Mr. Engler's dismal stewardship of the state's air, water, land, and communities became a priority in the 2002 gubernatorial campaign and was a factor in crushing the election chances of Lieutenant Governor Dick Posthumus, his hand-picked successor. Attorney General Jennifer Granholm, the Democrat, swept into the executive office in part because of her strident promise to enforce environmental laws and advance new policies to rein in sprawl. And moderate Republicans with decent environmental and land use records took command of the House and Senate.
Ignoring Facts of Life: Political Peril
Indeed, the biggest casualty of the President's strike at the environment and the federal laws that protect open space and wetlands could well be serious political damage to Mr. Bush's standing in 2004. That fate has befallen other capable conservative leaders, starting with President Ronald Reagan, who clumsily try to avoid two facts of modern cultural life.
The first is that the vast majority of Americans - 70 percent and more in most polls -- want their air and water to get cleaner, they want forests to remain standing, and they want their communities to be orderly, safe, and unpolluted.
Polls consistently show that Americans understand the value of environmental, public health, and land use laws not only in protecting themselves and their families, but also in improving the quality of life that is essential to economic competitiveness.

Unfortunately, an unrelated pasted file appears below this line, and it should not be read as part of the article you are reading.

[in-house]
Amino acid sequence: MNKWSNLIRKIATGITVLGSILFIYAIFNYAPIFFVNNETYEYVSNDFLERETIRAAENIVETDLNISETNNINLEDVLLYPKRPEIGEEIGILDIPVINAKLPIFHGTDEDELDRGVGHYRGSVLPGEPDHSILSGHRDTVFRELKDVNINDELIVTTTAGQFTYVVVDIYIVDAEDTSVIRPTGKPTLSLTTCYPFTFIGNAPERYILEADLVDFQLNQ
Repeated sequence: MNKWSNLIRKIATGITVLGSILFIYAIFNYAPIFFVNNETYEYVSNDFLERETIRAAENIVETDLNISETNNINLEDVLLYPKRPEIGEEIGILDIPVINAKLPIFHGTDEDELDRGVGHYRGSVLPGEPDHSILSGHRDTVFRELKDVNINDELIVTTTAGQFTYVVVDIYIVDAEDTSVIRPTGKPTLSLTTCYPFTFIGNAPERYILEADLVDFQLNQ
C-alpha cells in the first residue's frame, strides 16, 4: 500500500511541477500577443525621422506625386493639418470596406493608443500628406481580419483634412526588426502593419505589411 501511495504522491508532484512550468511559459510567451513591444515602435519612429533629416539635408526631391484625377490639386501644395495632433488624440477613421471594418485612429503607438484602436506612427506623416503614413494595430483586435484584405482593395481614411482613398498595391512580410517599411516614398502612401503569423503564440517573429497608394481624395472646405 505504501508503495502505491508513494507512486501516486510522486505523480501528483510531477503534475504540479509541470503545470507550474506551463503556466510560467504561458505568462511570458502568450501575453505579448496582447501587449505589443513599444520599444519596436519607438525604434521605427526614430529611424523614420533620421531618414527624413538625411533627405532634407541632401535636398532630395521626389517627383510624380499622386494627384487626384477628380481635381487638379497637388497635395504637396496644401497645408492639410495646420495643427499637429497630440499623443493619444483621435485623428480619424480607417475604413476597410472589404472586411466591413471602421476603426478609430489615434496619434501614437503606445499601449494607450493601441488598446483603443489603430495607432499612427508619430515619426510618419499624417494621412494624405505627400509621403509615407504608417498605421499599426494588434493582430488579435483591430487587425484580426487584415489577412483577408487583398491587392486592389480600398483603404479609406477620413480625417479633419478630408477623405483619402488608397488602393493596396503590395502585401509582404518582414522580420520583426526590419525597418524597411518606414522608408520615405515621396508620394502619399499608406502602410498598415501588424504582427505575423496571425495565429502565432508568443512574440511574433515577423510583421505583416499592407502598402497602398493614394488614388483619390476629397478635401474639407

The second fact is that right wing conservatives underestimate the capacity and savvy of environmental and Smart Growth organizations to galvanize citizen action.
2002 Michigan Campaign: Voters Rejected Strike at Nature
In 1998, for instance, Mr. Engler and militant Republicans took control of state government and mounted a broad, multi-front campaign to diminish the reach of Michigan's environmental and land use statutes, as well as state enforcement programs. In response state environmental groups collaborated as they never had before. They focused on identifying environmental skirmishes that people could easily understand, framed their significance, and elevated those disputes to statewide prominence through the Internet, email, and the media. The large organizations also worked closely with dozens of small community environmental groups to build a larger grassroots constituency and again make environmental protection an electoral priority in Michigan.